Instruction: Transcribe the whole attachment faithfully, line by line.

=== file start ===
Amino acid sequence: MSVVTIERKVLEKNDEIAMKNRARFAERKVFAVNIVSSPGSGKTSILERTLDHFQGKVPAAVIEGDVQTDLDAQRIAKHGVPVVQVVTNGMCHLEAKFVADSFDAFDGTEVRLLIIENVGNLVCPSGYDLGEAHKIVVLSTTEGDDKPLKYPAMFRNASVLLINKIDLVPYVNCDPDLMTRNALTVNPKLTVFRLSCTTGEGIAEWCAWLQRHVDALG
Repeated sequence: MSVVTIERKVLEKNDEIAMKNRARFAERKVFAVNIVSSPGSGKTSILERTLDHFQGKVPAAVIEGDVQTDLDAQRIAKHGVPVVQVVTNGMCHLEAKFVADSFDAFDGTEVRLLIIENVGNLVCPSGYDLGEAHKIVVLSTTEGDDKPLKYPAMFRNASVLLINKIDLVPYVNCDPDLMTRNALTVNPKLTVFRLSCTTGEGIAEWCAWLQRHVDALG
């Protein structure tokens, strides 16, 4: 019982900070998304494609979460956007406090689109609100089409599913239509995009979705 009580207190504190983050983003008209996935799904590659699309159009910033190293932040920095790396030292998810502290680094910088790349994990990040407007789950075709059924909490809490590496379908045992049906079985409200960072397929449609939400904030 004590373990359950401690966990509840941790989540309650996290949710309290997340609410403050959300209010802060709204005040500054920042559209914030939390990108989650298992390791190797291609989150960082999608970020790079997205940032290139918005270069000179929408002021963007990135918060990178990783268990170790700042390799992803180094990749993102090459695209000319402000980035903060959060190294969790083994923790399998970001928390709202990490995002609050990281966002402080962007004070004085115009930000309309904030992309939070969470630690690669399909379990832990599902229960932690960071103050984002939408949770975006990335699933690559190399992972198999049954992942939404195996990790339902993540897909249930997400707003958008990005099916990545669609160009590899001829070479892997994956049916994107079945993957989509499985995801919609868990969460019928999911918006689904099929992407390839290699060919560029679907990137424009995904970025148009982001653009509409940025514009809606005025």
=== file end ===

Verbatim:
Amino acid sequence: MSVVTIERKVLEKNDEIAMKNRARFAERKVFAVNIVSSPGSGKTSILERTLDHFQGKVPAAVIEGDVQTDLDAQRIAKHGVPVVQVVTNGMCHLEAKFVADSFDAFDGTEVRLLIIENVGNLVCPSGYDLGEAHKIVVLSTTEGDDKPLKYPAMFRNASVLLINKIDLVPYVNCDPDLMTRNALTVNPKLTVFRLSCTTGEGIAEWCAWLQRHVDALG
Repeated sequence: MSVVTIERKVLEKNDEIAMKNRARFAERKVFAVNIVSSPGSGKTSILERTLDHFQGKVPAAVIEGDVQTDLDAQRIAKHGVPVVQVVTNGMCHLEAKFVADSFDAFDGTEVRLLIIENVGNLVCPSGYDLGEAHKIVVLSTTEGDDKPLKYPAMFRNASVLLINKIDLVPYVNCDPDLMTRNALTVNPKLTVFRLSCTTGEGIAEWCAWLQRHVDALG
């Protein structure tokens, strides 16, 4: 019982900070998304494609979460956007406090689109609100089409599913239509995009979705 009580207190504190983050983003008209996935799904590659699309159009910033190293932040920095790396030292998810502290680094910088790349994990990040407007789950075709059924909490809490590496379908045992049906079985409200960072397929449609939400904030 004590373990359950401690966990509840941790989540309650996290949710309290997340609410403050959300209010802060709204005040500054920042559209914030939390990108989650298992390791190797291609989150960082999608970020790079997205940032290139918005270069000179929408002021963007990135918060990178990783268990170790700042390799992803180094990749993102090459695209000319402000980035903060959060190294969790083994923790399998970001928390709202990490995002609050990281966002402080962007004070004085115009930000309309904030992309939070969470630690690669399909379990832990599902229960932690960071103050984002939408949770975006990335699933690559190399992972198999049954992942939404195996990790339902993540897909249930997400707003958008990005099916990545669609160009590899001829070479892997994956049916994107079945993957989509499985995801919609868990969460019928999911918006689904099929992407390839290699060919560029679907990137424009995904970025148009982001653009509409940025514009809606005025």